M. S. Kaminer, MDa,c,d, M.-H. Tan, MDa, T.-S. Hsu, MDa, M. Alam, MDa,b
aSkin Care Physicians, Chestnut Hill, MA, USA
bSection of Cutaneous and Aesthetic Surgery, Department of Dermatology, Feinberg School of Medicine, Northwestern University, Chicago, IL, USA
cDepartment of Medicine (Dermatology), Dartmouth Medical School, Hanover, MA, USA
dSection of Dermatologic Surgery and Cutaneous Oncology, Department of Dermatology, Yale School of Medicine, New Haven, CT, USA
Traditionally, dermatologic surgeons have referred women seeking breast reduction to plastic surgeons for excisional mammoplasty. However, with recent advances in small cannula tumescent liposuction surgery, referral for such surgery may be unnecessary in some cases. Breast liposuction can reduce the size of female breasts that have essentially normal architecture with a minimum of visible scarring and an aesthetically pleasing result. We describe a method for liposuction reduction of female breasts that is safe, efficacious, and associated with high levels of patient satisfaction. Liposuction for breast reduction in women is an appropriate addition to the array of liposuction procedures available to the dermatologic surgeon.
liposuction, breast reduction
A Brief History of Liposuction
Liposuction is the aesthetic removal of undesirable localized collections of subcutaneous adipose tissue. The procedure was developed in the mid-1970’s by Georgio and Arpard Fischer and advanced with innovative suctioning equipment created by Yves-Gerard Illouz. The technique of tumescent anesthesia introduced by Jeffrey Klein in 1987, significantly improved safety while reducing the complications associated with the procedure. Refinement of liposuction methods has enabled physicians to treat challenging areas such as arms, inner thighs, neck and jowls and more recently the female breast.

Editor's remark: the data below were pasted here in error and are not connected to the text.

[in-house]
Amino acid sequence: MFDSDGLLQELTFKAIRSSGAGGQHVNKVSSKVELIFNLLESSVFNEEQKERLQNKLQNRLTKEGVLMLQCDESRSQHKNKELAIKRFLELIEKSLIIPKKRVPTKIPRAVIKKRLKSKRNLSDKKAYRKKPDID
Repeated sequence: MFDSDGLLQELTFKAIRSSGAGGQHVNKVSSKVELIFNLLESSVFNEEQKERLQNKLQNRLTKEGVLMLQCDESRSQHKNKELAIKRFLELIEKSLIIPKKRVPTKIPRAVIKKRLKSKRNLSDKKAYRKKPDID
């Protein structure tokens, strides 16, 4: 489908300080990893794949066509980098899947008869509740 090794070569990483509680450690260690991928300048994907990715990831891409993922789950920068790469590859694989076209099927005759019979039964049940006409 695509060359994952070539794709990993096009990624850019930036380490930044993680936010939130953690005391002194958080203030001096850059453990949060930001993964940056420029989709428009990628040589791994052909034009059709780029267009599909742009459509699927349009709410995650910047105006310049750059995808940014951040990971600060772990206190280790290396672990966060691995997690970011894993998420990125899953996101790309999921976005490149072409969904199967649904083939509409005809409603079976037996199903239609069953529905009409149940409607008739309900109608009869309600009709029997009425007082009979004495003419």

Breast Reduction Strategies
Breast reduction by liposuction includes several approaches. Traditional breast reduction surgery may be preceded or followed by moderate volume liposuction. Adjunctive use of liposuction can be useful for thinning pedicles, removing axillary and lateral chest wall fat, contouring the inframammary fold, and adjusting volume to correct asymmetries after conventional bilateral reduction mammoplasty. Alternatively, modest breast hypertrophies can be initially treated by liposuction, with the extent of further excisional mammoplasty dictated by the quantity of residual tissue. This approach is also used to treat congenital asymmetry in adolescents and to correct pseudoptosis. During the last decade, liposuction alone has been used for reducing mild gynecomastia that entails excess breast fatty tissue but near-normal glandular breast tissue. In 1991, Alan Matarasso and Eugene Courtiss1,2 reported that liposuction alone could reduce each treated breast by 75-475cc in patients aged 18 to 60. One to five-year follow-up found no fat reaccumulation or breast reenlargement.
Advantages of Breast Reduction by Liposuction